These Are The Top 10 Food Trends For 2019, According To Whole Foods
Every year for the past four years, Whole Foods has gathered a panel of experts and major foodies to determine what foods will be trending in the new year both on their own shelves and in the food world as a whole. The panel consists of 26 experts who range from master sommelier to global meat and beverage buyer to an internal medicine physician. Some of these experts even used to work in physical Whole Foods stores. On Thursday, November 15, 2018, the panel revealed the most “anticipated and innovative food trends” for 2019. Here are the top ten trends that foodies can expect to see in 2019.
1. Pacific Rim flavors
Americans are getting a little adventurous when it comes to trying international cuisines and different flavors. Whole Foods predicts that this trend will continue throughout 2019 with the increase in popularity of Pacific Rim flavors inspired by traditional cuisines in Asia, Oceania and the western coasts of North and South America. Tropical fruits like guava, dragon fruit and passionfruit will keep making their way into smoothies and cocktails while others like jackfruit will increasingly be used as meat alternatives in some plant-based dishes. You can also expect to find an abundance of limited-edition Whole Foods products inspired by Pacific Rim fruits. These will include guava tropical vinaigrette, pineapple passionfruit sparkling mineral water, mango pudding mix and passionfruit coconut frozen fruit bars. Sounds like a fruit fest!
Probiotics have been a buzzword for quite some time now and for a good reason. These microorganisms have many health benefits. They help balance the friendly bacteria in your digestive system, they could help boost your immune system and even lower your LDL (“bad”) cholesterol. Whole Foods predicts that probiotics will continue to be a trend well into 2019, partially because they will likely be integrated into more foods like granola, oatmeal, nut butter, soups and nutrition bars. That’s because new strains of probiotics like Bacillus coagulans GBI-30 and Bacillus coagulans MTCC 5856 will make it increasingly possible for this healthy bacteria to be introduced into non-refrigerated shelf foods.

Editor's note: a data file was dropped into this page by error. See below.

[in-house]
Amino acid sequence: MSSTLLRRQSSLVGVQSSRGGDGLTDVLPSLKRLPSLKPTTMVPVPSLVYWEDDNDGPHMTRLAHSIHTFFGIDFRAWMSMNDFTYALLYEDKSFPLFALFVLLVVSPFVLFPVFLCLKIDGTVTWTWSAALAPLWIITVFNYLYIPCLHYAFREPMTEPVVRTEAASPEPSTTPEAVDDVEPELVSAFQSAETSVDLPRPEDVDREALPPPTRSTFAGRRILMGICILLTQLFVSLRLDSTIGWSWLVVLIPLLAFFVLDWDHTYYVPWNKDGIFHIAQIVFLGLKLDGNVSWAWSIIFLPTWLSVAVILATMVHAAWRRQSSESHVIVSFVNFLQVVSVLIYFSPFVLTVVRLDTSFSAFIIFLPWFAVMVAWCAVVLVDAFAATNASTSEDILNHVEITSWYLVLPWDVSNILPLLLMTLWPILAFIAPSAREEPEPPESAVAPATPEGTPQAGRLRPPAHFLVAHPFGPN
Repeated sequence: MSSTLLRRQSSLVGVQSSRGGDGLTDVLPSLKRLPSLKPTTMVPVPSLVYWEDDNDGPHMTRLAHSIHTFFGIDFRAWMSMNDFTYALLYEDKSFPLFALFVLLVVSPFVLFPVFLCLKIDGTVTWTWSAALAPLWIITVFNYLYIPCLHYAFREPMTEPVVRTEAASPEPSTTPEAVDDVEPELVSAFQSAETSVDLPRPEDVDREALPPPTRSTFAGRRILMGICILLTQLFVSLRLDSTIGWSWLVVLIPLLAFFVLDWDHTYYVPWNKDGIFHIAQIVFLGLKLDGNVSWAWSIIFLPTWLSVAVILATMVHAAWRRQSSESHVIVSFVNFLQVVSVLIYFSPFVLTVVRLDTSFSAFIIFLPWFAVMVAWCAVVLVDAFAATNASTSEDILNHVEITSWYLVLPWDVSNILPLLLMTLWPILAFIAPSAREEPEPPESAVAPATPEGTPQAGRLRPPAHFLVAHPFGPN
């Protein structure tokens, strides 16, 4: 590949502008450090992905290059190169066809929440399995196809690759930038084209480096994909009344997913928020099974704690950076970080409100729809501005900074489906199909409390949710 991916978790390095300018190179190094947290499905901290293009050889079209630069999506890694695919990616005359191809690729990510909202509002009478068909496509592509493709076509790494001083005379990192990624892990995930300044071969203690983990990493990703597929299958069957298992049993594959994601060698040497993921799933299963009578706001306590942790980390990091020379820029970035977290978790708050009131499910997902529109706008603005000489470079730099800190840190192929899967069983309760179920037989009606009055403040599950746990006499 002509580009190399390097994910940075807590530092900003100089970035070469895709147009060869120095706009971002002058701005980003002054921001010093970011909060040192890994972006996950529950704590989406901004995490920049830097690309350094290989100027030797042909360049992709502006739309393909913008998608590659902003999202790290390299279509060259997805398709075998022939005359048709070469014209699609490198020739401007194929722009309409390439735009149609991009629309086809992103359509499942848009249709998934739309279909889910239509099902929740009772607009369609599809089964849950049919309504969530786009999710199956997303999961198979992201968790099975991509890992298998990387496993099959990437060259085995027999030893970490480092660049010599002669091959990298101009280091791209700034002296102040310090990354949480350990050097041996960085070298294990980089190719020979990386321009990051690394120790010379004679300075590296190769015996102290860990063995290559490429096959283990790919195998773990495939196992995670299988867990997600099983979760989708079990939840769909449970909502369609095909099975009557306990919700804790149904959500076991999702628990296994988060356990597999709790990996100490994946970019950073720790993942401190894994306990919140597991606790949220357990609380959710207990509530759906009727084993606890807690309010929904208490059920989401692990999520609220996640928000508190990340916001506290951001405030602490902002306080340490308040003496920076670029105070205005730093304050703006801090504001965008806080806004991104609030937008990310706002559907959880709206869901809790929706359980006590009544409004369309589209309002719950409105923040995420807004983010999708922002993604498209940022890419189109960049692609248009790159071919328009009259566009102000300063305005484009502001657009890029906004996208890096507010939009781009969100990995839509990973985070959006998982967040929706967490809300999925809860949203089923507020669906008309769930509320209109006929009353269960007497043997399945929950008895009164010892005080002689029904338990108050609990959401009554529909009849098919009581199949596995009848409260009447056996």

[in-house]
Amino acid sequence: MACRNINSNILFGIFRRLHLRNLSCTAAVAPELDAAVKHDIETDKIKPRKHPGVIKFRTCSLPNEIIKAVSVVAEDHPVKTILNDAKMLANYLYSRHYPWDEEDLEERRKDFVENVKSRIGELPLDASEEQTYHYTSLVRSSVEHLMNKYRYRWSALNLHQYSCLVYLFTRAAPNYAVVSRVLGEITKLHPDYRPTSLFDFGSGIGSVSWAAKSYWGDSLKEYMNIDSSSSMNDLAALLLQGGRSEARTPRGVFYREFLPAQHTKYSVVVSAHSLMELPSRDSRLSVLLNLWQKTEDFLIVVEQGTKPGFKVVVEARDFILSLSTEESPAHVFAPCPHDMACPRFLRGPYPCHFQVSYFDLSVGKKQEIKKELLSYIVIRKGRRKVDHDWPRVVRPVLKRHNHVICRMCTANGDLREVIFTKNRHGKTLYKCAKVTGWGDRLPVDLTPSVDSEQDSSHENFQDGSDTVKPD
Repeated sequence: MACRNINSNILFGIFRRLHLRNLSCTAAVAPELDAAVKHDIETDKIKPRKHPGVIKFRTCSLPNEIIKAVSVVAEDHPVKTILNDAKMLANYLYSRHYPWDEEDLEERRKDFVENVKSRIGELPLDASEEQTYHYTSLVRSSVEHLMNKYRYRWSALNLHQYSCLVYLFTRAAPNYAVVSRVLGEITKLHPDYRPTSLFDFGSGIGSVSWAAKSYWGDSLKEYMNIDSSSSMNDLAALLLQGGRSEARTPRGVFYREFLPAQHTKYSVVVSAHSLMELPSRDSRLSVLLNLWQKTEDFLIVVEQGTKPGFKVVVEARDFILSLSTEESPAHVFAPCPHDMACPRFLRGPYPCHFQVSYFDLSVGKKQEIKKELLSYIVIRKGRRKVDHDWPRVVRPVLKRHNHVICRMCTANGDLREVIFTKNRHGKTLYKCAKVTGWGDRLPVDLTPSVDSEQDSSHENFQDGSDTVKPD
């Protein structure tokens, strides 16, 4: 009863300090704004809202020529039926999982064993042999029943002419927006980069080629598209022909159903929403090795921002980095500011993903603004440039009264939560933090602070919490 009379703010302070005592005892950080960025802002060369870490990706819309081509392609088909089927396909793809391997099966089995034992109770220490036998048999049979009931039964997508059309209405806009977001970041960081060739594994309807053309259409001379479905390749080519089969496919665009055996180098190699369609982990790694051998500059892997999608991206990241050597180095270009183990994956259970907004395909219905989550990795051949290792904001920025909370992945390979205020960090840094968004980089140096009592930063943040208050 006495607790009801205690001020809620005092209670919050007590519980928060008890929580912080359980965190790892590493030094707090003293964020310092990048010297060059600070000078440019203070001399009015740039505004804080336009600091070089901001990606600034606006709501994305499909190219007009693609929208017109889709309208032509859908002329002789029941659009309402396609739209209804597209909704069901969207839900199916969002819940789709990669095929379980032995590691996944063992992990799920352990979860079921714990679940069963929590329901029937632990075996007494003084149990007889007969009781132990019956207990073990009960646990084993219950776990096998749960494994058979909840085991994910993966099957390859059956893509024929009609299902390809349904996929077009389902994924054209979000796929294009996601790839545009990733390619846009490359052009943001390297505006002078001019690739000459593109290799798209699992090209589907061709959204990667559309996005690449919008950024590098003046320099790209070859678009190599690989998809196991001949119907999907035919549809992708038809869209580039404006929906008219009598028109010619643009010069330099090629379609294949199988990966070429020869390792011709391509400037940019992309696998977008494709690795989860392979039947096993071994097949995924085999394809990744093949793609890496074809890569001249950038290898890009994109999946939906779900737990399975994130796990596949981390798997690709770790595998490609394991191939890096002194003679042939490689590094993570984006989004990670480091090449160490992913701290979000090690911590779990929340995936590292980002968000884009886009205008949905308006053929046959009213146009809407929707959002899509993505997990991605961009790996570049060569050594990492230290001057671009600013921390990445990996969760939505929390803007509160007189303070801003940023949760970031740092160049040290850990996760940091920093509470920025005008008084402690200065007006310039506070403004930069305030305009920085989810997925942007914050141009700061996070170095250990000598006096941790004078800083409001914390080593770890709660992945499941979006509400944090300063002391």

Gone are the days when fat-free was synonymous with healthy. Based on the growing popularity of the high-fat, moderate-protein, low-carb keto diet, fat is making a comeback. Whole Foods predicts that consumers will see a rise in higher-fat products across the board. The retailer predicts an increase in keto-friendly nutrition bars and “fat bomb” snacks. We can also expect to see more vegan coffee drinks, coconut-butter filled chocolates, popcorn made with grass-fed ghee and “chicken chips.” We’re intrigued.
4. Hemp-derived products
Weed is now legal for recreational use in nine states in America and nationwide in Canada. So it’s no surprise that the widespread interest in hemp and it’s potential health benefits is spreading to the food and beauty industries as well. Whole Foods predicts that hemp hearts, seeds and oils will become more mainstream in 2019. The retailer also predicts that interest will spread to other parts of the hemp plant like phytocannabinoids, for example, now that news of their potential neurological and immune-strengthening benefits is spreading like wildfire.